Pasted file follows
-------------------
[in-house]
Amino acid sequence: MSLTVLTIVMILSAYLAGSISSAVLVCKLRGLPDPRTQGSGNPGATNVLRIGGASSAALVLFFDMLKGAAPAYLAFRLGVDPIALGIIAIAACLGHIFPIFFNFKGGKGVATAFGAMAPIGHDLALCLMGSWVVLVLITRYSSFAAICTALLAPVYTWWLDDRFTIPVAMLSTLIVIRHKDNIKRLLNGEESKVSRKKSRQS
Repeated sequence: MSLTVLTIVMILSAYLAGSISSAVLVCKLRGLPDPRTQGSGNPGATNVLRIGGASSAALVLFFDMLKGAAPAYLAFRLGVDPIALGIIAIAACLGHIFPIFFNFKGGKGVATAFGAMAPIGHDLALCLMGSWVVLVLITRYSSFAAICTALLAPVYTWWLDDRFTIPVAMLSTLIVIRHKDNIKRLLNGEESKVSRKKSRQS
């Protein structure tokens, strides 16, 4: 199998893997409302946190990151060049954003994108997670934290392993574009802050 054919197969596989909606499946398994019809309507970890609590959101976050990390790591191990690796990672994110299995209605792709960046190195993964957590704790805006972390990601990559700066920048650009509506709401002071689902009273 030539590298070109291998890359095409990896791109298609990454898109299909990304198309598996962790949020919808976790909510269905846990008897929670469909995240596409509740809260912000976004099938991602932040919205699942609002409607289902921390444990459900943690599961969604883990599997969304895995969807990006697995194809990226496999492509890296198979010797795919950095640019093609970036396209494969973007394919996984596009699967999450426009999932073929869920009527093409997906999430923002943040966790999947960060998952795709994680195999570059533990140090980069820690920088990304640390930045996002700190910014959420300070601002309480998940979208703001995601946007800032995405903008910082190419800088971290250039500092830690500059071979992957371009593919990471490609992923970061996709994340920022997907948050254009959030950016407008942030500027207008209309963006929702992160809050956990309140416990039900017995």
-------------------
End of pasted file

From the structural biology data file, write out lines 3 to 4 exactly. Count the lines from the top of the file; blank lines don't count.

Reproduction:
Repeated sequence: MSLTVLTIVMILSAYLAGSISSAVLVCKLRGLPDPRTQGSGNPGATNVLRIGGASSAALVLFFDMLKGAAPAYLAFRLGVDPIALGIIAIAACLGHIFPIFFNFKGGKGVATAFGAMAPIGHDLALCLMGSWVVLVLITRYSSFAAICTALLAPVYTWWLDDRFTIPVAMLSTLIVIRHKDNIKRLLNGEESKVSRKKSRQS
């Protein structure tokens, strides 16, 4: 199998893997409302946190990151060049954003994108997670934290392993574009802050 054919197969596989909606499946398994019809309507970890609590959101976050990390790591191990690796990672994110299995209605792709960046190195993964957590704790805006972390990601990559700066920048650009509506709401002071689902009273 030539590298070109291998890359095409990896791109298609990454898109299909990304198309598996962790949020919808976790909510269905846990008897929670469909995240596409509740809260912000976004099938991602932040919205699942609002409607289902921390444990459900943690599961969604883990599997969304895995969807990006697995194809990226496999492509890296198979010797795919950095640019093609970036396209494969973007394919996984596009699967999450426009999932073929869920009527093409997906999430923002943040966790999947960060998952795709994680195999570059533990140090980069820690920088990304640390930045996002700190910014959420300070601002309480998940979208703001995601946007800032995405903008910082190419800088971290250039500092830690500059071979992957371009593919990471490609992923970061996709994340920022997907948050254009959030950016407008942030500027207008209309963006929702992160809050956990309140416990039900017995």